Moving one step further, you explain that as boring and hard as strength can be, the exercises in the strength program are what ultimately will allow them to get better at the drills, the Yurchenko block, and the flipping of the vault that will help them get to Level 8.
One of the most powerful aspects of Helping People Change is the way it uses the latest research in neuroscience to support its approach. The authors use fMRI studies to show how empathy and compassion activate different regions and systems of the brain. This research supports the idea that an empathetic approach is more effective in helping people change their behavior, as it activates the parasympathetic nervous system. This is opposed to a more direct, and ‘attacking’ tone that activates the sympathetic nervous system and reduces the chance that someone will hear what you have to say and change. For coaches who might be a little frustrated with gymnasts, they coach like I was, this is a good one.
3. – Lost Connections
Lost Connections by Johann Hari was an eye-opening book for me, as it explores the possibly real reasons behind mental health disorders like depression, anxiety, and loneliness.
The book challenges the conventional wisdom that these disorders are caused solely by chemical imbalances in the brain that can be treated with drugs and instead argues that a major contributing factor is people lacking social connection, meaning, and purpose in their lives.
At the time in my life, I found this, I was just starting to come to terms with the fact that I definitely was suffering from depression, burnout, and slices of social anxiety. This book really connected the dots for me that not only is not just about brain chemicals but that there are nondrug-based solutions that can happen with lifestyle change and habit building.
One of the key themes of the book is how social connections are critical to our mental well-being. Hari discusses how a lack of social connections can lead to feelings of loneliness and isolation, which in turn can contribute to the development of mental health disorders. He also highlights how social connections are vital to our sense of self-worth and can provide a sense of purpose in life. I quickly realized that while I did have work friends and connections, I was spending way too much time each week (100+ hours between 3 jobs) and not enough time with friends and family I love.
Another example from the book is how a lack of meaning and purpose in life can contribute to mental health disorders. Hari discusses how many people today feel a sense of emptiness and lack of fulfillment in their lives, which can lead to feelings of depression and anxiety. He also highlights how having a sense of purpose and meaning in life is essential for our mental well-being. This serves as a powerful reminder that finding purpose and meaning in our lives is crucial to our mental well-being.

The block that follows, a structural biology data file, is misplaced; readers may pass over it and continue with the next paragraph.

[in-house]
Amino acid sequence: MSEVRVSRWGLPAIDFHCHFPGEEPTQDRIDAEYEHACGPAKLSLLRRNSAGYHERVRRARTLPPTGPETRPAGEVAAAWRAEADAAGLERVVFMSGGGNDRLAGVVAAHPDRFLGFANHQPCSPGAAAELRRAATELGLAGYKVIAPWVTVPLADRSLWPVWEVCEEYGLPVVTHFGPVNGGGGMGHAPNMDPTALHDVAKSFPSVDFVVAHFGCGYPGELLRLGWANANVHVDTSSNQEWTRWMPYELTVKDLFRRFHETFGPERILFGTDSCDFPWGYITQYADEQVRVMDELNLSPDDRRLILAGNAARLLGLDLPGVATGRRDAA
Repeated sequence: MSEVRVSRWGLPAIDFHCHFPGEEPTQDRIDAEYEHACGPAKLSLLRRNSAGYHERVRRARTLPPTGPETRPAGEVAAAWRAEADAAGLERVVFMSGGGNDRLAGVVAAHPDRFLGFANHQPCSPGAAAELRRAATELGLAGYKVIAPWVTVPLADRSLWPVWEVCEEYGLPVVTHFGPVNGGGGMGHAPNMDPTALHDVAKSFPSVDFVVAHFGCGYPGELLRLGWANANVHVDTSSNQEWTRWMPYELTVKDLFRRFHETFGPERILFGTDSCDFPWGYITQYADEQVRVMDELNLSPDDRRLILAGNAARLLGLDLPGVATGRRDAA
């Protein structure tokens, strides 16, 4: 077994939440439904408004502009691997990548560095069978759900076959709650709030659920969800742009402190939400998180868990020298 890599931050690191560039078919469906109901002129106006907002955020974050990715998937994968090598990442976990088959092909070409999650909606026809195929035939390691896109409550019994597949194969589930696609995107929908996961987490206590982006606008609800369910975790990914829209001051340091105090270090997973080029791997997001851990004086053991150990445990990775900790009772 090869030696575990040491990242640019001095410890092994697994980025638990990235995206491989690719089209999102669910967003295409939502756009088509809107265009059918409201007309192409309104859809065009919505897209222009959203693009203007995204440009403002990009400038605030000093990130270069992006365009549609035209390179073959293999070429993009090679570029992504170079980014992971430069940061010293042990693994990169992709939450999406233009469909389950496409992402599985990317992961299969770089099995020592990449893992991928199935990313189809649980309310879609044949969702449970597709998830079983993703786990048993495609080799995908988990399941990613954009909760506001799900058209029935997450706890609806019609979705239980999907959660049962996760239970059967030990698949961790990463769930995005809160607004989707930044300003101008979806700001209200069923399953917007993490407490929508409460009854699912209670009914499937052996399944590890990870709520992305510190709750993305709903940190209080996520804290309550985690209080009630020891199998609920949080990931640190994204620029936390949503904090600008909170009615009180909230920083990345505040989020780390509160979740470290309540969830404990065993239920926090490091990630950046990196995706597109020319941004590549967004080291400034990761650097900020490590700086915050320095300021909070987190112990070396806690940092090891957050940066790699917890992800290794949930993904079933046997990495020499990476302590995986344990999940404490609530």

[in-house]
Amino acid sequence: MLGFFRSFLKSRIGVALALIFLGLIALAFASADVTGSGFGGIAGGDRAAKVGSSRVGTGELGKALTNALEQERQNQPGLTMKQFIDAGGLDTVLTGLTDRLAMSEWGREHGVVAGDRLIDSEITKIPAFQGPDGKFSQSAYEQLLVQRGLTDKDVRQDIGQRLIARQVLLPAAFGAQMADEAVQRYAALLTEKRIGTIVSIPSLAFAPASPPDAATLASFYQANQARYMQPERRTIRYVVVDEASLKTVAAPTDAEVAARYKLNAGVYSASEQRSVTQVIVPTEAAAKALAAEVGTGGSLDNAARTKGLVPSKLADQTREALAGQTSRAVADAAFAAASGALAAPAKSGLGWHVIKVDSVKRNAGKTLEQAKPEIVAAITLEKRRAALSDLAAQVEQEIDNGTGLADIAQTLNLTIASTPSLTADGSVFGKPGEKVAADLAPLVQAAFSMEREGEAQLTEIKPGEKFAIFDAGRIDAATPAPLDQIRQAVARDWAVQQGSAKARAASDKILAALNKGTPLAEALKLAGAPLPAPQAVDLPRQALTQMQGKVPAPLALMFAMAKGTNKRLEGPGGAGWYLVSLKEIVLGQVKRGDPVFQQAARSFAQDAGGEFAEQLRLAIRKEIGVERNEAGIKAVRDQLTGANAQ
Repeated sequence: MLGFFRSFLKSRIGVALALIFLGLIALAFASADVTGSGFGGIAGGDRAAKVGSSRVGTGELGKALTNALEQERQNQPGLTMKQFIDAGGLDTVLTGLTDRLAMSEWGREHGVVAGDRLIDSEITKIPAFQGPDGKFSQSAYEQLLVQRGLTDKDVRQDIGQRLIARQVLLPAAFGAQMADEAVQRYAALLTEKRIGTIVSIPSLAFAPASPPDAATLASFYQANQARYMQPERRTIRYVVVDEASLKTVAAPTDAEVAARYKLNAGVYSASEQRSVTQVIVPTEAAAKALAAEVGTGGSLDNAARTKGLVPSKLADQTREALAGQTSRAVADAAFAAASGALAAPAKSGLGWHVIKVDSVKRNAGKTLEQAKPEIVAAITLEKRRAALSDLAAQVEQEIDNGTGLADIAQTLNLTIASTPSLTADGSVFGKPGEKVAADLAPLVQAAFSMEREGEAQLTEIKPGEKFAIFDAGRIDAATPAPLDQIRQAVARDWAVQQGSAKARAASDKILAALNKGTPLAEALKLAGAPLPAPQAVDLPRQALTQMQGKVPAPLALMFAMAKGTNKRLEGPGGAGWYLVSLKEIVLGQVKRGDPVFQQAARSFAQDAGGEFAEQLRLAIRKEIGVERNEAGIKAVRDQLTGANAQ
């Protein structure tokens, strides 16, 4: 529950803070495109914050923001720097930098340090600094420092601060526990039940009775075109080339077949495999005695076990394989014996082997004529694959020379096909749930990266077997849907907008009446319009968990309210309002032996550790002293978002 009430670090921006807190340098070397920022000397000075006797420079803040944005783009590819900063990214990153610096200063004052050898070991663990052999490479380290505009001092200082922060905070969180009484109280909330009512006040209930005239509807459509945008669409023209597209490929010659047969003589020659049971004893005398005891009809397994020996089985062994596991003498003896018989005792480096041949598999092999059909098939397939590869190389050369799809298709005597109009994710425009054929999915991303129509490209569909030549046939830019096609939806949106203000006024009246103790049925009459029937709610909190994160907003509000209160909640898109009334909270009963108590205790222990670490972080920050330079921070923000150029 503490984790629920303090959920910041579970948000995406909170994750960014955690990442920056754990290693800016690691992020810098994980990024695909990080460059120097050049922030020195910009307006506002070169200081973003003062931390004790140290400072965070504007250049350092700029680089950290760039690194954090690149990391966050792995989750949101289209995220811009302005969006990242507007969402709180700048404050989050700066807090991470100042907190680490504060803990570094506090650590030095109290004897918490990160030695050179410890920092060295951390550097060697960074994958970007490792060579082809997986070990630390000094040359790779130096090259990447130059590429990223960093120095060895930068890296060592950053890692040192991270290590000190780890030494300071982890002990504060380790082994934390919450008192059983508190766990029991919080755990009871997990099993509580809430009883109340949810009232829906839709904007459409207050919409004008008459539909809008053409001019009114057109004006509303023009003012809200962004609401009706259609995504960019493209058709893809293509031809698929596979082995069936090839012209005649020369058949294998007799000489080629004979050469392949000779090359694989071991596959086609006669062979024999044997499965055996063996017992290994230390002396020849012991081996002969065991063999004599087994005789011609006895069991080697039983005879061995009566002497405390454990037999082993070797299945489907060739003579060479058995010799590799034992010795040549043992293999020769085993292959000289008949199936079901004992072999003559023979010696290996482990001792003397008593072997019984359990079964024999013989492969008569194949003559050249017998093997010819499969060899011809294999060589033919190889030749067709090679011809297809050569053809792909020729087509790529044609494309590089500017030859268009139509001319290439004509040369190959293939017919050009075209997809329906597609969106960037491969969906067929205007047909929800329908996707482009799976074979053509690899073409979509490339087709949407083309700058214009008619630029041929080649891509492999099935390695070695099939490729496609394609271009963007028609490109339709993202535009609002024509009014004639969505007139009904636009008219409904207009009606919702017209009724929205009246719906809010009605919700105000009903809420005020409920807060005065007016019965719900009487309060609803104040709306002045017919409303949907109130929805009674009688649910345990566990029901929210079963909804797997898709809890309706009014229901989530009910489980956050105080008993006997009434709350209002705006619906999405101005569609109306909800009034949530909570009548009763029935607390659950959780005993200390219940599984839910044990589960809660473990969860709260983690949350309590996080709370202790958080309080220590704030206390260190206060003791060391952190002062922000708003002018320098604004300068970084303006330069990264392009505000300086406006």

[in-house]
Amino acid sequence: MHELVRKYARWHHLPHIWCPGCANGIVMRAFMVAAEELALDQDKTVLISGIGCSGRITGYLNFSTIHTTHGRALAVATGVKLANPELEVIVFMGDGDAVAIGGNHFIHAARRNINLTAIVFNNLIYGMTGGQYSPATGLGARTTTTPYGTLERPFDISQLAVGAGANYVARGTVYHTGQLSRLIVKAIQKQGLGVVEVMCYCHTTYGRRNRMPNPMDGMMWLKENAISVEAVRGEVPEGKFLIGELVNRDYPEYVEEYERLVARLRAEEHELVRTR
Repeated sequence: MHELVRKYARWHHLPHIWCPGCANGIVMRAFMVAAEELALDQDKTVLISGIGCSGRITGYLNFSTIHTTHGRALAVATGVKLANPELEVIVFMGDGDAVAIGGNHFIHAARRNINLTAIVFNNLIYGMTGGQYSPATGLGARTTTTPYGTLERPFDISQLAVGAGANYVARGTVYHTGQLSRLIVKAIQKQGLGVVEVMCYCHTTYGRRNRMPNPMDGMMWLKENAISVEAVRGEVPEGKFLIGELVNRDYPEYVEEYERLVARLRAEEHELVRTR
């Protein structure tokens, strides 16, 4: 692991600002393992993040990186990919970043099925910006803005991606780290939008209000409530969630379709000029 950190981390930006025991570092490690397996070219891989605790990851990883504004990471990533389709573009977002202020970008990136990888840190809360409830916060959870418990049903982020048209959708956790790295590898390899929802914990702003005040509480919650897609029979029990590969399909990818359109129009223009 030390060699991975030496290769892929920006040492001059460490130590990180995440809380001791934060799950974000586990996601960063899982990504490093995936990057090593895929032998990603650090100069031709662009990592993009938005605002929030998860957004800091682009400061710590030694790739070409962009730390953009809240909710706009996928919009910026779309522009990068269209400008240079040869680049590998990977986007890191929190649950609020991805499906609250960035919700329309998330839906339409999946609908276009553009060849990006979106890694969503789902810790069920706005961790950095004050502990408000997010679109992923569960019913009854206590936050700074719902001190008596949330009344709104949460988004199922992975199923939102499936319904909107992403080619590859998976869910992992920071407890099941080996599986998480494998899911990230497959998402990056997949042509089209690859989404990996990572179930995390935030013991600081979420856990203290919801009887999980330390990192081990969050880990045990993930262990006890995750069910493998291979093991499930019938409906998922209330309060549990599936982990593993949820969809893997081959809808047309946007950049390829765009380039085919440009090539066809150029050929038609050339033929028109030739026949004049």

For me, I noticed that I was mainly working and ‘staying busy’ for the wrong reasons. I cared more about what people thought about me, money, and if I’m being transparent impressing women I thought were cute and wanted to date. Just keeping it real. This book changed my thought process completely and made me start changing my sense of self-esteem away from external validation sources.
One of the most powerful aspects of Lost Connections is that it not only highlights the role of social connections, meaning, and purpose in mental health disorders but also provides practical advice on how to overcome them. Hari offers a number of strategies for addressing these issues, such as connecting with others, finding meaning and purpose in your life, and engaging in meaningful work. By following these strategies, we can learn to overcome our mental health disorders and ultimately lead a more fulfilling life. 10/10 recommend.
2. – The Road To Character
The Road To Character by David Brooks is another incredible book that explores the importance of developing virtue and character in our lives. The book is a powerful reminder that in order to lead a truly fulfilling life, we must study the virtues of people who have done great things in history and actively work to cultivate those virtues within ourselves. I read this book when I was actively working through the changes that I wanted to make as a gymnastics coach, and more globally just as a human.
One of the key themes of the book is the importance of studying the lives of great people in order to understand what virtues they possessed and how they developed them. Brooks discusses a number of historical figures, such as George Washington and Dwight Eisenhower, who were able to overcome their vices and achieve great things because of their strong character. By studying the lives of these individuals, I gained a deeper understanding of what virtues are necessary for success and how to develop them within ourselves.
Another example from the book is how sacrifice is an important aspect of developing a strong moral compass and architecture for values driving your daily choices. Brooks discusses how we must be willing to make sacrifices in our daily lives in order to cultivate virtues such as discipline, humility, and self-control.